Non-fungible tokens


An NFT is a unique digital unit of data whose location is stored on a blockchain. NFTs are branded with code that authenticates the stored location and enables the secure sale and transfer of assets. NFTs are most commonly associated with image, audio and video files. Tip: Learn how to create an NFT here.



Smart contracts


Blockchain technology removes the need for an intermediary to execute a legal agreement. These self-executing agreements are automatically generated and certified.



Healthcare


The blockchain enables healthcare companies to encrypt patient records and ensure that they remain private and confidential.



Supply chain


Product inventories and the supply chain can be monitored through the blockchain. This can help companies increase accuracy and accountability in their operations.



The metaverse


The metaverse is a network of interoperable 3D virtual worlds that manifest as an immersive internet. While pockets of these virtual worlds exist today, they are not interoperable—many hope that blockchain technology is the key to connecting these artificial environments. Currently, many virtual worlds mint NFTs for items within the games.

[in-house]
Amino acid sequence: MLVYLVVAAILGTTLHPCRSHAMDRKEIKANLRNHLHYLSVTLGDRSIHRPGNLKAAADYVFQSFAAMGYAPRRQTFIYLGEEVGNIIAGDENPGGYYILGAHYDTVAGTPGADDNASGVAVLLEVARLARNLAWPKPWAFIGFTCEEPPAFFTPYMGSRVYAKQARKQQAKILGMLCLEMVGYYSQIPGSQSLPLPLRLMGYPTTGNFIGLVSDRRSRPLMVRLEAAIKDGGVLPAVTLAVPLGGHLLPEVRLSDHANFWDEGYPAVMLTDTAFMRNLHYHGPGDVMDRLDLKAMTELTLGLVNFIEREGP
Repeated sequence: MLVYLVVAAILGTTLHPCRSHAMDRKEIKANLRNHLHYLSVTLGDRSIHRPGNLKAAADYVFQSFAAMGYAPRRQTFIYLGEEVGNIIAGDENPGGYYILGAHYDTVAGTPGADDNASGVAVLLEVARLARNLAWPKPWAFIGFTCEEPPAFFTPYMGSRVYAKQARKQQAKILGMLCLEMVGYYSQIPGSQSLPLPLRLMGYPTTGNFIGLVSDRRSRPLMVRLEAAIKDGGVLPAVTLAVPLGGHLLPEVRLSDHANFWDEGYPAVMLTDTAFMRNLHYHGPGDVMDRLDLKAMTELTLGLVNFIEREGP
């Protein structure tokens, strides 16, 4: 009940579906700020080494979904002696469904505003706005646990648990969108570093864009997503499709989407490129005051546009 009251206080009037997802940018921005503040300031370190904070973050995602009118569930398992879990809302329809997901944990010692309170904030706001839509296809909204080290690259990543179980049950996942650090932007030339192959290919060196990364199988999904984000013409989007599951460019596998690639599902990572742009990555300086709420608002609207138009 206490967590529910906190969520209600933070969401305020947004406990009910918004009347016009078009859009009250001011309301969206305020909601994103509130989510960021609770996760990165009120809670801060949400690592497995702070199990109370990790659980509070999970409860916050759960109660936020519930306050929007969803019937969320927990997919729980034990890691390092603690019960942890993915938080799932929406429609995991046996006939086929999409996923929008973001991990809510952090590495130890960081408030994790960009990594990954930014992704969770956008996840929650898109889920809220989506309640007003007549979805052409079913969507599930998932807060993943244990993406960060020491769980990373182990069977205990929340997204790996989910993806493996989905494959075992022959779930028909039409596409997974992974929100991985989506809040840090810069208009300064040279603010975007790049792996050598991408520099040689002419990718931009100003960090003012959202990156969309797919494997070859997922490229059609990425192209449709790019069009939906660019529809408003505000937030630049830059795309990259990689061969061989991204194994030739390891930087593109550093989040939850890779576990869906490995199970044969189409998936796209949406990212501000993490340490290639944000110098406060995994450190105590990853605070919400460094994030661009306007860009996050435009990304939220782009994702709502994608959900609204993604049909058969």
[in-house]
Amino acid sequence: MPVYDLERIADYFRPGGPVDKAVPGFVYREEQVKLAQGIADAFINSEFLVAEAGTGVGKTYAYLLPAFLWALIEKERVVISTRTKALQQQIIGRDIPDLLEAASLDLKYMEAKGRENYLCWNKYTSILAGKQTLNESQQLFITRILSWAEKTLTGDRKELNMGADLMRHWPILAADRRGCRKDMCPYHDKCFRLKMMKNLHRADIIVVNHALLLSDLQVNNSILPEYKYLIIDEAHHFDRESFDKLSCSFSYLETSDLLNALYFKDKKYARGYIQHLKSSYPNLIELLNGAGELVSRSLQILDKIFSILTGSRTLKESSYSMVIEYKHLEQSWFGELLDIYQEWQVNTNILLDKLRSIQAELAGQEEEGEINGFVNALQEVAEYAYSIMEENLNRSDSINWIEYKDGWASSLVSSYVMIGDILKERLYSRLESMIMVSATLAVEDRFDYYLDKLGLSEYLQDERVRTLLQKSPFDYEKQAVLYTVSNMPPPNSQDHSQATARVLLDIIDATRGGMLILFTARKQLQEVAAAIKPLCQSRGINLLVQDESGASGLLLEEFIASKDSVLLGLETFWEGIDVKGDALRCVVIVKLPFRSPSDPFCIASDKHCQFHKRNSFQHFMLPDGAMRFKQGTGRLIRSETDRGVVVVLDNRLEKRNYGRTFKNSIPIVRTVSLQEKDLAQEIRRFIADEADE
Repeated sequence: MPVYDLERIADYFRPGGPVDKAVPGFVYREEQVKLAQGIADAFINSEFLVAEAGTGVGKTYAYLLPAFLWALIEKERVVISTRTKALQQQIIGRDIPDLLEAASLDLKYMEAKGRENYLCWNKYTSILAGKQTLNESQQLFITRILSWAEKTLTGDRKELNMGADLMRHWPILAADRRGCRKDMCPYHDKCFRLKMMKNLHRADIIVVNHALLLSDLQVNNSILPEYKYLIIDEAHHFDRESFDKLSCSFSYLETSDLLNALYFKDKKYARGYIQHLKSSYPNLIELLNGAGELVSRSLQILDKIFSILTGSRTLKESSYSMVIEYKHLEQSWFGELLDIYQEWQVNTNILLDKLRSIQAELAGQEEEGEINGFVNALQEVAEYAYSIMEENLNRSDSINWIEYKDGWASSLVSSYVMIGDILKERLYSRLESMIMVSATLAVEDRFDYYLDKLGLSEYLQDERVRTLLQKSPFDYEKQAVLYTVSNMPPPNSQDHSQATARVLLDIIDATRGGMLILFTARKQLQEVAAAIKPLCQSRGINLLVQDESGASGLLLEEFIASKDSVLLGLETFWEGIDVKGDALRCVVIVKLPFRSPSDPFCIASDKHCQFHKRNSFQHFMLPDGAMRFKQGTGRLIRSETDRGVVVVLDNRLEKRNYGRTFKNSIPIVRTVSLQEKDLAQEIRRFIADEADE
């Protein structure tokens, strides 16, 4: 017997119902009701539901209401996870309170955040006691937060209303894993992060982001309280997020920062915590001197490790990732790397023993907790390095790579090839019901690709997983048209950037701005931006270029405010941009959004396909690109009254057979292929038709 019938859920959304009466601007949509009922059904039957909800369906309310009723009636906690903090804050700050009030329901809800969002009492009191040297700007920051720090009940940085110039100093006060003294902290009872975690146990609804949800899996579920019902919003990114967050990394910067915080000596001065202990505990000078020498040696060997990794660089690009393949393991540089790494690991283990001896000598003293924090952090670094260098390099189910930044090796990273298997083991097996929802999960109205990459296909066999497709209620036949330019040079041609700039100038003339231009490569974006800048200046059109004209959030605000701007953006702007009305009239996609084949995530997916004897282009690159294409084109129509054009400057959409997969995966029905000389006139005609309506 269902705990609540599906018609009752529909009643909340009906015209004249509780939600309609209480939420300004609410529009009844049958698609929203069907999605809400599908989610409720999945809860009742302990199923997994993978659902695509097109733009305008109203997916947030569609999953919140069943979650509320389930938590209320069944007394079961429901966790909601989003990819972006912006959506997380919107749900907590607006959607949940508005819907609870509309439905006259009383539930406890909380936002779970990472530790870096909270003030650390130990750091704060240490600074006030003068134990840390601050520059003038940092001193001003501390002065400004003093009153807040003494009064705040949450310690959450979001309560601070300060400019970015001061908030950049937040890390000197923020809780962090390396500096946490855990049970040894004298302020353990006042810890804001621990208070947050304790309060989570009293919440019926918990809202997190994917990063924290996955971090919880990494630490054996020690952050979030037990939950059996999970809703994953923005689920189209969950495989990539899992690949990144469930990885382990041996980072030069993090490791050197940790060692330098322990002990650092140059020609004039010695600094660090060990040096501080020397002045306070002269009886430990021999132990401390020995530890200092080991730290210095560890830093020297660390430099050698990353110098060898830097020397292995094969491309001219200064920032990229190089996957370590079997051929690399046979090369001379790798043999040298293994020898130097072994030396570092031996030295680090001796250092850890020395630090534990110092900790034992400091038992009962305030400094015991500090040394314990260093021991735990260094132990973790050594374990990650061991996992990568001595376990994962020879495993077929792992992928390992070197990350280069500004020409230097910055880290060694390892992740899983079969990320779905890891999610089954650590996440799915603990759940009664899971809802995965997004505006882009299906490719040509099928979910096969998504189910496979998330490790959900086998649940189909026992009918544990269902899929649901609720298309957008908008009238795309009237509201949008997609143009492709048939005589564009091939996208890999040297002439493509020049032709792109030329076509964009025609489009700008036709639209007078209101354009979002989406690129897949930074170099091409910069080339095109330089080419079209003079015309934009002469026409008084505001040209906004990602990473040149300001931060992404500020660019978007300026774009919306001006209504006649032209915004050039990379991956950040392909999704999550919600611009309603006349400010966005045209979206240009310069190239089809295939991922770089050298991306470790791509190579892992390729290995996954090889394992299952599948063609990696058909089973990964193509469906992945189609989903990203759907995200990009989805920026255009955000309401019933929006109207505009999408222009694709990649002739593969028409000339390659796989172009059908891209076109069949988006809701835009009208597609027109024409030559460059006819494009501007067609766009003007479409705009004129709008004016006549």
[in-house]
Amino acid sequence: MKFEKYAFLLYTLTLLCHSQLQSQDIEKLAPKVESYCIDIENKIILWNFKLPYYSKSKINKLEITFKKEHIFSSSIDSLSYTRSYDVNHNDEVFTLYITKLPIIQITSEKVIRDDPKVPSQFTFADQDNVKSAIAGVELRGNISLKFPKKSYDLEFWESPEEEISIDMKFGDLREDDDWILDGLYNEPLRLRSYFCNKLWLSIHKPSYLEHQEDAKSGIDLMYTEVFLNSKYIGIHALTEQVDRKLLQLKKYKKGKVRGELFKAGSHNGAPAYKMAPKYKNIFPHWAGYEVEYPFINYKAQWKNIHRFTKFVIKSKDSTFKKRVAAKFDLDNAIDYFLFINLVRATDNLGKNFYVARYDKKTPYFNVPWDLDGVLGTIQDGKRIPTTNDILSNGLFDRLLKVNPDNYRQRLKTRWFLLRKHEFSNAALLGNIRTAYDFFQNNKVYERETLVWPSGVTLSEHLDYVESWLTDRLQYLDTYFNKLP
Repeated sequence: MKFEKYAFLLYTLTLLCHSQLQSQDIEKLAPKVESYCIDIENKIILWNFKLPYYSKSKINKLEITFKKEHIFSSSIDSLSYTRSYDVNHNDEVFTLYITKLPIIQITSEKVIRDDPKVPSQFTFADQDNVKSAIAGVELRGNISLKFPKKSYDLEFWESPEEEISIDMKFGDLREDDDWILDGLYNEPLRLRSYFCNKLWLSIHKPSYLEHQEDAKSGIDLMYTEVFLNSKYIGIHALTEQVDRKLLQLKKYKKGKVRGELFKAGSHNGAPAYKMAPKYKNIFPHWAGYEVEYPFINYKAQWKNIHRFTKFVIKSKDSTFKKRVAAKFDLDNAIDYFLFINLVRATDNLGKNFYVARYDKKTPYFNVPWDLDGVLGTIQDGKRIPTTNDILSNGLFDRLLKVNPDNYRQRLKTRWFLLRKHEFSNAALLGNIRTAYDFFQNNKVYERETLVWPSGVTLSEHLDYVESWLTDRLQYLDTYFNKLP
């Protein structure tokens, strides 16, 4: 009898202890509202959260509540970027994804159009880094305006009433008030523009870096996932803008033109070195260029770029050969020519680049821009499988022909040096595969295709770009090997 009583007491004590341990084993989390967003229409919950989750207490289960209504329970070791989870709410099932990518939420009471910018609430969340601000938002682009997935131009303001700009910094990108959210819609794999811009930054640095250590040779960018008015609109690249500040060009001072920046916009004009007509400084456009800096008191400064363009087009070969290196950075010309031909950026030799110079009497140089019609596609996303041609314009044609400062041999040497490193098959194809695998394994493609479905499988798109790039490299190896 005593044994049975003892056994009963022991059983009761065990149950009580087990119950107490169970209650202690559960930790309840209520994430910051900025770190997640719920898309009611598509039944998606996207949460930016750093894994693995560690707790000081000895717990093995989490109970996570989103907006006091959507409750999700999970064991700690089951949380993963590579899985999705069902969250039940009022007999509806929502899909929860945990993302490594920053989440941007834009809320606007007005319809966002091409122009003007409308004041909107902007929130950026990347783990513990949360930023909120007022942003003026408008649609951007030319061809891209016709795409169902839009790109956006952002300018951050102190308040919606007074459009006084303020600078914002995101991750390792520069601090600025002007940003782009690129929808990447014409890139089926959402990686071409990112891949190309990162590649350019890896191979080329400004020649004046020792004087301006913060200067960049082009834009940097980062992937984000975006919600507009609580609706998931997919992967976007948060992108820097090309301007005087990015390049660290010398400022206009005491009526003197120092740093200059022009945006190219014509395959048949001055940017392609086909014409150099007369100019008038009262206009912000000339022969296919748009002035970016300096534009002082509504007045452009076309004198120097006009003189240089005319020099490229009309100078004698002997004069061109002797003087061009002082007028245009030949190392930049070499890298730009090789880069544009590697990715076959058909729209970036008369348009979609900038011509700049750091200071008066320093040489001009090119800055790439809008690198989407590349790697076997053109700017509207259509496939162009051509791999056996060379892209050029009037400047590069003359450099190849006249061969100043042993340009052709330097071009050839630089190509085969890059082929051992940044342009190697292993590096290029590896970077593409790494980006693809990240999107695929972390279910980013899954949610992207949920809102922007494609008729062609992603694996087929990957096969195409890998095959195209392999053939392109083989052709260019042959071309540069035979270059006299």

Web3


The blockchain plays a prominent role in web3, a proposed new, decentralized version of the internet ecosystem


Tip: Learn the difference between web2 vs web3 to understand the proposed future of the internet.



Pros and cons of blockchain


Why has blockchain technology grown over the last decade? Many see the potential in blockchain for the future of the internet—and invest in web3 technologies and NFT websites. While the technology is still relatively young, many are optimistic that the kinks will work themselves out along the way.


Overall, these are the main pros and cons of blockchain:


The pros

  • No intermediaries mean fewer roadblocks for transactions.

  • Decentralization reduces the chances of manipulated or tampered data.

  • Blockchain infrastructure replicates data across the network, preventing data from being lost due to a power outage or server failure.

  • Transactions are more accurate as the network verifies authenticity.

  • The blockchain encrypts all transactions, making them private and secure.

  • The permanent digital ledger offers greater transparency into important transactions.


The cons

  • Blockchain technology is complex, which can lead to challenges in implementing and improving upon it.

  • The energy needed to verify transactions comes at a high cost, which can mean high “gas” fees for consumers.

  • As the blockchain becomes more popular, processing speeds will slow as the network funnels data. Scalability is an anticipated issue.

  • Blockchain technologies are not hack-proof.

  • Transactions don’t take place over a single server in a specific location, which can make jurisdictional agreements and regulation difficult.

  • Human error can lead to asset loss. To access data from the blockchain, users need to have a cryptographic key. If they lose it, it’s gone forever.